It's too bad that Have You Had Your Vitamin B-3 Today? wasn't made on vinyl. Then it could be featured in John Corbett's "Vinyl Freak" column in Down Beat, wherein he rediscovers quirky platters with offbeat, outrageous or abstruse cover art.
Label M realizes the value of that long-lost art formthe album coverand has gone to great creative lengths to revive the ability of album packaging to grab potential customers' attention in the stores. Obviously, the cover of Have You Had Your Vitamin B-3 Today? was designed to visually shout at shoppers as they walk by. The CD's case showcases the drawing of a seductive "nurse" in white thong panties, thigh-high hose and red high heels. The music within the CD coincides with the creative peak of vinyl album covers and with the heyday of such Playboy types of fantasies.
Once you're past the cover, what do you find?
Well, it turns out that producer Joel Dorn has put together his own brand of vitamin B-3 that involves the irresistible appeal of the Hammond B-3 with the sax-and-guitar funk that accompanied it.
Attaining remarkable cooperation among record labels, Dorn was given permission to reissue some of the best jazz organ recordings of the 1960's (plus one in 1971). B-3 experts Bob Porter and Pete Fallico made the recommendations. All of the tracks were recorded at Rudy Van Gelder's famous Englewood Cliffs studio, where he offered keyboard players exceptional instruments for use. (Hank Jones raves about Van Gelder's Steinway grand piano.)
Encompassed in this appreciation of a decreasingly recorded jazz form is a virtual who's who of top saxophonists and organ players. And the tracks include memorable performances by some of the masters of the genre.
The opener is a perfect example of that. Gene Ammons and Sonny Stitt create statement and response from the very beginning of "You Talk That Talk" before they get into a tenor sax battle of the titans. The next burner is just as remarkable: the unforgettable teaming of then-husband-and-wife Stanley Turrentine and Shirley Scott. Each with their distinctive voices, the two of them belie the mistaken impression that sometimes organ-and-sax groups forever connoted loudness and overstatement. Quite the opposite is true on Turrentine/Scott's "Trouble," whose theme is reminiscent of "Fever."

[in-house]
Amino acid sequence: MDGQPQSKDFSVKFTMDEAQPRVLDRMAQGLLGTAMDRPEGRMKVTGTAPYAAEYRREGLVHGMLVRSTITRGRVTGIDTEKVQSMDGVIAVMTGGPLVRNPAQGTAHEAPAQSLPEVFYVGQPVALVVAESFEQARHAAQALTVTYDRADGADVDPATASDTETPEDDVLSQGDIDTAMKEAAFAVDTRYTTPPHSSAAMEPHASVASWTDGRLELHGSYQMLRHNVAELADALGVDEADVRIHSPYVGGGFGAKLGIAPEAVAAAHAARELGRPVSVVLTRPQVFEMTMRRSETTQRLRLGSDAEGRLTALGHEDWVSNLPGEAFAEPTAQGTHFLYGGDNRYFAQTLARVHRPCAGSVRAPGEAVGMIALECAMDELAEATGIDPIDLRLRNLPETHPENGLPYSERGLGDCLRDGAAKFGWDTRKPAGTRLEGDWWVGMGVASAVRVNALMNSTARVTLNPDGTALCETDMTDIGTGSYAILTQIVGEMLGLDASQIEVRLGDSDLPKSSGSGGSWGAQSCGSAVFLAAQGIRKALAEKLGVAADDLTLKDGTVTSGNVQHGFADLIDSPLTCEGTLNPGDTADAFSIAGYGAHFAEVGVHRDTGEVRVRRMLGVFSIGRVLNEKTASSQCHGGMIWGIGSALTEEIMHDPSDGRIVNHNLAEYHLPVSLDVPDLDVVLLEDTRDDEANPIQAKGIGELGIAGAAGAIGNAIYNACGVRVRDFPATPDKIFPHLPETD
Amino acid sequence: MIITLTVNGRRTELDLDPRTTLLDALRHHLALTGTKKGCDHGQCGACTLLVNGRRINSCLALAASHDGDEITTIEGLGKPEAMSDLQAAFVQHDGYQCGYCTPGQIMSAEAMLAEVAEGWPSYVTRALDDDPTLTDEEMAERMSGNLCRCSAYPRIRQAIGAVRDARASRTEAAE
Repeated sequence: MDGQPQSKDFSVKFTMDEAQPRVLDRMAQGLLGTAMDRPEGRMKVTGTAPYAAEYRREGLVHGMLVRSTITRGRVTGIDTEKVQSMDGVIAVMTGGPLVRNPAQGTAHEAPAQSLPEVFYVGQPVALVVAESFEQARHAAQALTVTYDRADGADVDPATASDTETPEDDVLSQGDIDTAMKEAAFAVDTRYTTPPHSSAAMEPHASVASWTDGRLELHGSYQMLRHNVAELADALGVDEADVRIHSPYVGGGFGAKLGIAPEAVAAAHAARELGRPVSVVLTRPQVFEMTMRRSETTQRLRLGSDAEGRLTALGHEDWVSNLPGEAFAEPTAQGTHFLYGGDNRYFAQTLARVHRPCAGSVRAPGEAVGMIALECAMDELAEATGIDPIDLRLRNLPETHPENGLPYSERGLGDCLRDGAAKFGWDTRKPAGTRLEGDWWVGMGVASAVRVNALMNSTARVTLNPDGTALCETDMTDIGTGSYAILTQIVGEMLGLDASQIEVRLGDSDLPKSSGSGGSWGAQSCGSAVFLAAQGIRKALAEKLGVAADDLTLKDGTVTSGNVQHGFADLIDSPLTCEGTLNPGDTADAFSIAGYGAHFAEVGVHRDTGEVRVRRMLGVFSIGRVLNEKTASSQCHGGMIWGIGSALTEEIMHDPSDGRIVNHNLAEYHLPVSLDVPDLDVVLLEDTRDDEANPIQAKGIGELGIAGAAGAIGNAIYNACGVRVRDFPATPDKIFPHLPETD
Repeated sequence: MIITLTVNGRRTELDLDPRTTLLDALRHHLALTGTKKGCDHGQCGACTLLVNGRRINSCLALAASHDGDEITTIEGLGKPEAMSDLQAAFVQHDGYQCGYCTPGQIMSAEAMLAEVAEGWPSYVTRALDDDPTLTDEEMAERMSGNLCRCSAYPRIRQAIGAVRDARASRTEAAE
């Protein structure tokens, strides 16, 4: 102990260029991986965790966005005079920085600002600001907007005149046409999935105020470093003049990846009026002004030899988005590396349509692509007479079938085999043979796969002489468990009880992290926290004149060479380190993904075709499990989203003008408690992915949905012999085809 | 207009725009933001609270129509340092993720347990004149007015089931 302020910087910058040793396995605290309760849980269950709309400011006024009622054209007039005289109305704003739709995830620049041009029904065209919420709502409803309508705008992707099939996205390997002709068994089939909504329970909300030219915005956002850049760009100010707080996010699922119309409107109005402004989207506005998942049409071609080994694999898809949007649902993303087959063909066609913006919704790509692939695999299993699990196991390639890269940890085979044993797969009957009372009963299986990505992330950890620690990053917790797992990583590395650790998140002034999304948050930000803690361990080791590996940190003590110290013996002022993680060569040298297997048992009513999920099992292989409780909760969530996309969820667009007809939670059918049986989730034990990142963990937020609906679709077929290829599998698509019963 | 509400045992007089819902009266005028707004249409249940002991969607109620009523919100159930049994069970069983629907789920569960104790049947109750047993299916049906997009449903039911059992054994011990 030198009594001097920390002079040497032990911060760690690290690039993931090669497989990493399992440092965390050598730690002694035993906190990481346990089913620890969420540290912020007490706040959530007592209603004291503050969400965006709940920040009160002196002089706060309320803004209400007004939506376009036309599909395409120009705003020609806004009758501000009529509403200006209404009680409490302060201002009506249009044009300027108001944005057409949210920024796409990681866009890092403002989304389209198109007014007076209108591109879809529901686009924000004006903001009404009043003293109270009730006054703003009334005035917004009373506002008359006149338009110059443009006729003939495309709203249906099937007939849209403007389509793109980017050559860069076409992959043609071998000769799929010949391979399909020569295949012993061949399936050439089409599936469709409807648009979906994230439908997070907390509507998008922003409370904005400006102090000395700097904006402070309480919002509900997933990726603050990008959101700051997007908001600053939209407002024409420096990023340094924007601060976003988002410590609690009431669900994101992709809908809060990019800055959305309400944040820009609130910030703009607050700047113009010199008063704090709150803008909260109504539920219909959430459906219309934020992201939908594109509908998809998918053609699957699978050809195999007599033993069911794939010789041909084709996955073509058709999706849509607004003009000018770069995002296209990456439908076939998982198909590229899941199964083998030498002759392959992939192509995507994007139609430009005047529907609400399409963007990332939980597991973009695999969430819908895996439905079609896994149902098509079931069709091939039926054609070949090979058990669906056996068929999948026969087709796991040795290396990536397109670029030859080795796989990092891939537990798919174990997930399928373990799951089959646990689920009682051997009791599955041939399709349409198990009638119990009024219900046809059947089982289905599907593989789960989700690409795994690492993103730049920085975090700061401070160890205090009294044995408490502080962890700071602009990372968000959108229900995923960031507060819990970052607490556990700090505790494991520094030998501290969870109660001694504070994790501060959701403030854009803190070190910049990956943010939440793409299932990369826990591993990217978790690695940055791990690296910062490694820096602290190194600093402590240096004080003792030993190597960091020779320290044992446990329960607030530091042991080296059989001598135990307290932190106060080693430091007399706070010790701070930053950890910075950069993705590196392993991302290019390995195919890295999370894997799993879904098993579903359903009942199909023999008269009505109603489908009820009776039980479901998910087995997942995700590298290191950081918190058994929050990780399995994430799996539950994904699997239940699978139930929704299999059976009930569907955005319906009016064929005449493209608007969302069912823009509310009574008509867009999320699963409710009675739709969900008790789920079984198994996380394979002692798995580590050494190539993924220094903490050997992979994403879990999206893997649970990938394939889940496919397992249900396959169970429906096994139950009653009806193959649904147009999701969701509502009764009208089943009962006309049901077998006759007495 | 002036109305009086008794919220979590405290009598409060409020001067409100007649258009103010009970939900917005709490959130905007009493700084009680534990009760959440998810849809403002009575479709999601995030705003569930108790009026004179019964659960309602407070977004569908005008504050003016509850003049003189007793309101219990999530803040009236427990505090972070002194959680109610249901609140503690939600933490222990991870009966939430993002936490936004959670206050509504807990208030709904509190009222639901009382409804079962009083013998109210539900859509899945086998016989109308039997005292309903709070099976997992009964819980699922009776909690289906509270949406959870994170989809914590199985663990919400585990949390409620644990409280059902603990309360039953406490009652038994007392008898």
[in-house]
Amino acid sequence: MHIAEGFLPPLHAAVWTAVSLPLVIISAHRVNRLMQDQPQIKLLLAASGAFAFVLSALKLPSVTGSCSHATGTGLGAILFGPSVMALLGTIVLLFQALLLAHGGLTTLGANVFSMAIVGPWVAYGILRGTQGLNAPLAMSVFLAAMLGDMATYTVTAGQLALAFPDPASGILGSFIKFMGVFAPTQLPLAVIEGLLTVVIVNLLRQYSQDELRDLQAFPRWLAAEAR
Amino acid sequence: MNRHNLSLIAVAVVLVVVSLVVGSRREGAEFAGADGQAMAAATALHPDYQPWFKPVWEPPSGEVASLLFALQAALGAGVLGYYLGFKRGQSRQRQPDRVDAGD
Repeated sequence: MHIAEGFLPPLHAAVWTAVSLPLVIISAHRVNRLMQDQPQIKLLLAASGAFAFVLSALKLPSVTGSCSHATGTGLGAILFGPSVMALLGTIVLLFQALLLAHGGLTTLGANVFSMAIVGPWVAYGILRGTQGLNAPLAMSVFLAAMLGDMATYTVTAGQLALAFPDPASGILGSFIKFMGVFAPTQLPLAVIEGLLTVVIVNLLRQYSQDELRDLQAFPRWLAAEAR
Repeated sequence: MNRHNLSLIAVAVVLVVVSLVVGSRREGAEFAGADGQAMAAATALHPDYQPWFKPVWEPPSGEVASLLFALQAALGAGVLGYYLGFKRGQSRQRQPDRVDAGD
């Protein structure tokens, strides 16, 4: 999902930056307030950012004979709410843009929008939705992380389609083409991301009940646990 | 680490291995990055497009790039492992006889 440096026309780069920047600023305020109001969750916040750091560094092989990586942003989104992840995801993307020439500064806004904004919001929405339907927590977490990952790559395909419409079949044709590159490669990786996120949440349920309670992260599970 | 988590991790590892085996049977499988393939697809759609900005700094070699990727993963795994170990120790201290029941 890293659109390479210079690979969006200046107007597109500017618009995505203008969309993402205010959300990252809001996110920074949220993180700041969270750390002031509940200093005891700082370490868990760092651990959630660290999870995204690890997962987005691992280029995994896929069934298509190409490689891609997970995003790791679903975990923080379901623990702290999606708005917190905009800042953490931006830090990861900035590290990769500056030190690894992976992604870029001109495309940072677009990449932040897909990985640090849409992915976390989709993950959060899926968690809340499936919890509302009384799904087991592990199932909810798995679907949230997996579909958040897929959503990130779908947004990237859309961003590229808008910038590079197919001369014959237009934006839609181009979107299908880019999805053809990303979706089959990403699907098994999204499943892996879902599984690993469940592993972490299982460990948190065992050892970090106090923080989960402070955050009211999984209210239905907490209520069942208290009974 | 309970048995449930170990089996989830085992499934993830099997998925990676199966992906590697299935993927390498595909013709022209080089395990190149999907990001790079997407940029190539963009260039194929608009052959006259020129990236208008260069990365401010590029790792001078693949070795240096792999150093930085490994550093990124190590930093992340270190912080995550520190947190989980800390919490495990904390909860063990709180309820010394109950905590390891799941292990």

Saxophonists who haven't remained in the public consciousness, such as Ike Quebec, fall squarely within the tradition as well. Milt Hinton's bass lines introducing Quebec's "Easy - Don't Hurt" provide an unaccustomed acoustical presence in the group, even though organ quartets often rely on the bass pedals to walk the music.
Lou Donaldson's "Funky Mama" is absolutely consistent with the synthesis of funk and humor that became his trademark a few years before his boogaloo sound took off. And Jimmy Smith's version of "Jumpin' The Blues" with Kenny Burrell and Stanley Turrentine on Smith's Blue Note Midnight Special album remains a classic.
The Vitamin B-3 album is so inspiring that the mind wanders to think of other great pairings that could appear on Vitamin B-3, Part 2: Rahsaan Roland Kirk with Rahn Burton, Mel Rhyne with Johnny Griffin, Hank Marr with Rusty Bryant, Johnny "Hammond" Smith with Oliver Nelson, Jimmy McGriff with Bill Easley, Richard "Groove" Holmes with Teddy Edwards, Wild Bill Davis with Johnny Hodges, Don Patterson with Sonny Stitt, and Dr. Lonnie Smith with Lou Donaldson or a young Joe Lovano.
The real question for hoped-for Part 2 would be: What will the nurse administering the vitamins look like?
Track Listing: You Talk That Talk, Trouble, The Mighty Burner, This'll Get To Ya, Funky Mama, Easy-Don't Hurt, Jumpin' The Blues, Troubled Times, Blues In Maude's Flat